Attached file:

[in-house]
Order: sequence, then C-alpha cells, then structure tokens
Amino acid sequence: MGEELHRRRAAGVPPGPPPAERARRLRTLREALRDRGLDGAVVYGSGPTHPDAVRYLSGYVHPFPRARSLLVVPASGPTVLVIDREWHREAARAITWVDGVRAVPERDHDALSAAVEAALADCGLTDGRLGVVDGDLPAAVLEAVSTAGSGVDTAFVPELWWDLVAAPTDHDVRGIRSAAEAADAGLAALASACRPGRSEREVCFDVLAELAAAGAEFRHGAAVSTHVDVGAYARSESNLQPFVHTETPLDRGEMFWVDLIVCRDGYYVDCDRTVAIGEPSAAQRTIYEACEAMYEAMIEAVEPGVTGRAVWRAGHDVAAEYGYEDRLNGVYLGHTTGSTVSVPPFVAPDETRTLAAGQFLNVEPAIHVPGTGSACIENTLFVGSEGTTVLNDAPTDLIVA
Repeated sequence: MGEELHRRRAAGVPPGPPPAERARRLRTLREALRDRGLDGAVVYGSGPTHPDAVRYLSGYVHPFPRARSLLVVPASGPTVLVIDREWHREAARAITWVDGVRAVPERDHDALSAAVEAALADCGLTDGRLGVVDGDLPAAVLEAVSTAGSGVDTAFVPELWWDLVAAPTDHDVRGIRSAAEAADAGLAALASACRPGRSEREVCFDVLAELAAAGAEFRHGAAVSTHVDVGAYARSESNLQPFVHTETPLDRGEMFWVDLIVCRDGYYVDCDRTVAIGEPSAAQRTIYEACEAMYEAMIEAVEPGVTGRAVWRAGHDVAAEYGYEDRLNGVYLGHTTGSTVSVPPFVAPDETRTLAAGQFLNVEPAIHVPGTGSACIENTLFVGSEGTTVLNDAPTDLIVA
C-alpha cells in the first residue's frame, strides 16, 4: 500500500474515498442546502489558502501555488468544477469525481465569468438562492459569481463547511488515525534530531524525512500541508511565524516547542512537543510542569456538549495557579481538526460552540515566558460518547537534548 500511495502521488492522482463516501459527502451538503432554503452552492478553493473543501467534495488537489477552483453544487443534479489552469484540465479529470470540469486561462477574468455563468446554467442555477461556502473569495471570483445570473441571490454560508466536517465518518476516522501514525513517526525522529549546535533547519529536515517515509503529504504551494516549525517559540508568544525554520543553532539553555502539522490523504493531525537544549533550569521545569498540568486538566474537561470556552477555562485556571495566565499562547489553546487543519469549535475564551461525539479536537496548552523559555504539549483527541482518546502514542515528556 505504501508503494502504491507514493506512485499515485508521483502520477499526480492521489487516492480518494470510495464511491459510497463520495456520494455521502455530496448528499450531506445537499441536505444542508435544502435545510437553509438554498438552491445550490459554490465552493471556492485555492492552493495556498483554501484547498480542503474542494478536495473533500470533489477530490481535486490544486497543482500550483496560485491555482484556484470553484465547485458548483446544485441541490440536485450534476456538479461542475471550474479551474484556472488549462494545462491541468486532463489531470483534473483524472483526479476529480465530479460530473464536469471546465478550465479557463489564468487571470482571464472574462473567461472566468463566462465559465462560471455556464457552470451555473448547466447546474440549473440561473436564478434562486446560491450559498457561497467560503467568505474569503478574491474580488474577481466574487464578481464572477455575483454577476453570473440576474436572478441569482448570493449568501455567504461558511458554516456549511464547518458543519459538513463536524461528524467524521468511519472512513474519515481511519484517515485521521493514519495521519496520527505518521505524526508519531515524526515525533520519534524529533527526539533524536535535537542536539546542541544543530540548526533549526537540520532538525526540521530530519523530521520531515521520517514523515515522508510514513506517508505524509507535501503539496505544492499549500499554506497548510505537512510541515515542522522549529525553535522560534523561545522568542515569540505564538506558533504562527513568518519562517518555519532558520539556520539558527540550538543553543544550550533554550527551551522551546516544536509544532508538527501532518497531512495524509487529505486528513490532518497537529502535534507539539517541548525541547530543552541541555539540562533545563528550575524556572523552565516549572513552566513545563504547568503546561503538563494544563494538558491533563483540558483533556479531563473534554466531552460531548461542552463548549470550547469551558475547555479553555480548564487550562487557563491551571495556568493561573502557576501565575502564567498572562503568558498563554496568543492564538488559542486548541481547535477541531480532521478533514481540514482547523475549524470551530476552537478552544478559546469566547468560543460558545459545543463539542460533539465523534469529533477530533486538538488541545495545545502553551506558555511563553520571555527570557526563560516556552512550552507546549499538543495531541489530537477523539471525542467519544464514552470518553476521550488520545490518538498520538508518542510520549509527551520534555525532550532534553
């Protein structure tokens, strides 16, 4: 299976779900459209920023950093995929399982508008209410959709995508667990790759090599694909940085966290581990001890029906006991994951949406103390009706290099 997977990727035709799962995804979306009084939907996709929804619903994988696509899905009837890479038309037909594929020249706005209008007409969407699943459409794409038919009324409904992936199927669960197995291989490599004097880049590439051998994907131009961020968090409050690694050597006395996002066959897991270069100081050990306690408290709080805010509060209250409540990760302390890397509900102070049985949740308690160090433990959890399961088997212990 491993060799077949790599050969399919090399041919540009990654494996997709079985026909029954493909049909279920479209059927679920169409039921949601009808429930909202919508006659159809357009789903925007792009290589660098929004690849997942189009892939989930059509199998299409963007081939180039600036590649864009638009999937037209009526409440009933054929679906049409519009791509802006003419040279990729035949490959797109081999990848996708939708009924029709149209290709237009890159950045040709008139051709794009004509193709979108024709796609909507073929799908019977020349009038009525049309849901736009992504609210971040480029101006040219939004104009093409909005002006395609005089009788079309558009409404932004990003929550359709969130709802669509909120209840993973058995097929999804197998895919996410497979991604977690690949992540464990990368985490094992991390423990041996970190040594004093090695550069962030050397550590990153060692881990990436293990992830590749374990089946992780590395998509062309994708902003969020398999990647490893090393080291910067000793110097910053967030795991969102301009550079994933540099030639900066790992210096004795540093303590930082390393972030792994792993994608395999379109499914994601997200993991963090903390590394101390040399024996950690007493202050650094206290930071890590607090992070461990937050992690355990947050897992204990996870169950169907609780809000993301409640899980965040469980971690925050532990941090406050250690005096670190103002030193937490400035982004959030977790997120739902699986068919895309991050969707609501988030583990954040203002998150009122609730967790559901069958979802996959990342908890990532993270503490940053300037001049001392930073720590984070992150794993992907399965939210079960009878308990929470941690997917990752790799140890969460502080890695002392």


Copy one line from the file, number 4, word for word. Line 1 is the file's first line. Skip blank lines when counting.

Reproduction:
Repeated sequence: MGEELHRRRAAGVPPGPPPAERARRLRTLREALRDRGLDGAVVYGSGPTHPDAVRYLSGYVHPFPRARSLLVVPASGPTVLVIDREWHREAARAITWVDGVRAVPERDHDALSAAVEAALADCGLTDGRLGVVDGDLPAAVLEAVSTAGSGVDTAFVPELWWDLVAAPTDHDVRGIRSAAEAADAGLAALASACRPGRSEREVCFDVLAELAAAGAEFRHGAAVSTHVDVGAYARSESNLQPFVHTETPLDRGEMFWVDLIVCRDGYYVDCDRTVAIGEPSAAQRTIYEACEAMYEAMIEAVEPGVTGRAVWRAGHDVAAEYGYEDRLNGVYLGHTTGSTVSVPPFVAPDETRTLAAGQFLNVEPAIHVPGTGSACIENTLFVGSEGTTVLNDAPTDLIVA